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That's pretty much my question.

What is an interface address? What is it used for? How is it different from a normal IP address in a network?

I can't seem to find a good explanation/definition on the internet.

This is the best I got : CISCO: what is the interface address?

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An Interface address is an interface (network )address, a network interface address, it's just a network address that belongs to an interface. Though almost all belong to an interface if they're being used. The term you've used brings up an important point.

Almost all network addresses e.g. IP addresses, belong to a network interface. (if they're used at all). Any device with an IP Address, has an IP Address on an interface.

A network interface is the electronics of the part where the network cable connects to - the controller there. Or where the wireless device connects to. NIC stands for network interface controller or network interface (controller) card. WNIC is wireless network interface controller or wireless network interface (controller) card.

IP Addresses belong to network interfaces, not to the computer itself. You don't ping a computer, you ping a computer's network interface.

Even if you ping , is known as the loopback interface. So even that is known as an interface.

A computer could have a NIC with many ethernet sockets, many network interfaces and each one with a different IP Address, see the IP Address belongs to an interface. And electronically, if you ping a computer, you're actually pinging in particular, a or the network interface on the computer.

There aren't many examples of IP Addresses that do not belong to an interface. An IP Address you haven't assigned to an interface (so it isn't assigned to a device, because IPs aren't exactly assigned to devices, only to interfaces of devices). The network address I suppose does not and even cannot belong to any interface(though I may be wrong on that). And the broadcast address e.g. designed to be sent to all interfaces, no interface would have that address.

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A network interface is … the part where the network cable connects to. Or where the serial cable connects to. Or a virtual connection point, such as an end of a VPN tunnel or a virtual network connection between two virtual machines on the same physical machine. Or, as you implied, a pseudo-interface for loopback. – Scott Dec 20 '12 at 1:52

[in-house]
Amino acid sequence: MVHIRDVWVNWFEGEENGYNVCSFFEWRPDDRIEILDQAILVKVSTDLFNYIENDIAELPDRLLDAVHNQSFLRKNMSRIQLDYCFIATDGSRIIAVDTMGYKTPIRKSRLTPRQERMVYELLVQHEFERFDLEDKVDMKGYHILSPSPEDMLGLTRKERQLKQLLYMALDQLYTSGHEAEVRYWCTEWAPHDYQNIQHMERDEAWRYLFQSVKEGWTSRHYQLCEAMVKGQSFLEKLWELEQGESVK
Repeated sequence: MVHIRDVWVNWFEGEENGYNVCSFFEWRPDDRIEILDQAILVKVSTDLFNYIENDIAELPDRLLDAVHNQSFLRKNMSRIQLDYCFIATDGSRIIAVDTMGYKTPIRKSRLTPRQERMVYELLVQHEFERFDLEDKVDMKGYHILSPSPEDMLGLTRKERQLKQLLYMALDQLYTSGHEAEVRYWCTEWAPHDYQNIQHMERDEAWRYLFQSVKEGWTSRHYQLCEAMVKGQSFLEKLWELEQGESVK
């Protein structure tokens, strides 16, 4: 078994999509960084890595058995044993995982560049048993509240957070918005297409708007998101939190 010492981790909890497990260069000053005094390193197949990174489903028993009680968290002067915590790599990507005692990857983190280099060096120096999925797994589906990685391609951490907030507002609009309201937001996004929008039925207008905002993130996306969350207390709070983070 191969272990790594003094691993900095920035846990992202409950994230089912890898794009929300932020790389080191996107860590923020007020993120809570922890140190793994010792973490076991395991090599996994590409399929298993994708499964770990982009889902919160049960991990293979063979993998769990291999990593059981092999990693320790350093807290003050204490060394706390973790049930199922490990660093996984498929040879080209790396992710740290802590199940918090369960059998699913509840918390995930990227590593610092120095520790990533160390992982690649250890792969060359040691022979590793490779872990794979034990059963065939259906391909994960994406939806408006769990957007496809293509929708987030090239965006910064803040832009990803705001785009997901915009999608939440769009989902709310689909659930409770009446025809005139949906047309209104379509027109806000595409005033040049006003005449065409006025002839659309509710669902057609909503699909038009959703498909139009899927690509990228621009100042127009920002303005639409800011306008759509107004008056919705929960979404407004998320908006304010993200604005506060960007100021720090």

Also, I believe multicast (class D) IP addresses are not assigned to interfaces. – Scott Dec 20 '12 at 1:54
interface address.. would be the network address at that network interface. – barlop Feb 19 '15 at 10:22

In the case you linked, what is called interface address is the gateway address (the address of the router of the subnet you are connected).

I don't think Interface address can be used with this meaning as I think an interface address is the group of parameters you need to supply to an interface for it to work like:

iface eth0 inet static

You can see an example in Juniper routers technical documentation

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I'm a little confused. Will the interface address be eth0 or the IP-Address eth0 that might be assigned? – ffledgling Dec 20 '12 at 13:20
eth0 is the name of the interface. Interface Address is not a well defined name. As said by Scott in his answer, it can be considered as being the MAC address or as Juniper considers in its routers manuals, it can be the whole interface group of parameters you define using address {...} keyword (different than the address keyword above in an IF definition). Many people refer to the IP address as the interface address and so on. That depends on context and uses. The address keyword above in an interface definition refers to the IP assigned to eth0 but it is not the interface address. – laurent Dec 20 '12 at 16:03

Depending on the context, “interface address” might be used to refer to a MAC address.  An exhaustive discussion of MAC addresses could fill a book, but, in short,

  • MAC addresses operate at a lower level of the protocol stack (see also this) than IP addresses,
  • MAC addresses are used only for communicating between network interfaces in the same LAN segment, and
  • MAC addresses are (typically) (semi-)permanently assigned (often, if you can change the MAC address at all, it has to be done by physically manipulating the network interface hardware), in contrast to IP addresses, which can be mercurial.
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I think in the context of where I saw the term, an IP address sounds like what they might have been referring to. But it doesn't hurt to know alternate usages :) – ffledgling Dec 20 '12 at 13:18
Cable Modems(for whatever reason) seem from what i've heard, to have IP and MAC addresses(maybe just for managing I don't know why else they'd need it). I suppose DSL modems do too. And it's the case, at least for NAT routers or NAT modem routers, that some have the option to clone the MAC of the PC, i.e. changing their MAC -with software-. This certainly wasn't an uncommon thing, and maybe is still not uncommon. It may even be common. for ref here's a good article on it – barlop Dec 20 '12 at 14:46
I suppose perhaps semi-permanent means it stays after the NIC is reset/restarted or taken out and put back in / loses power. As far as things being stored in hardware, I suppose everything is ultimately stored in hardware! – barlop Dec 20 '12 at 14:49

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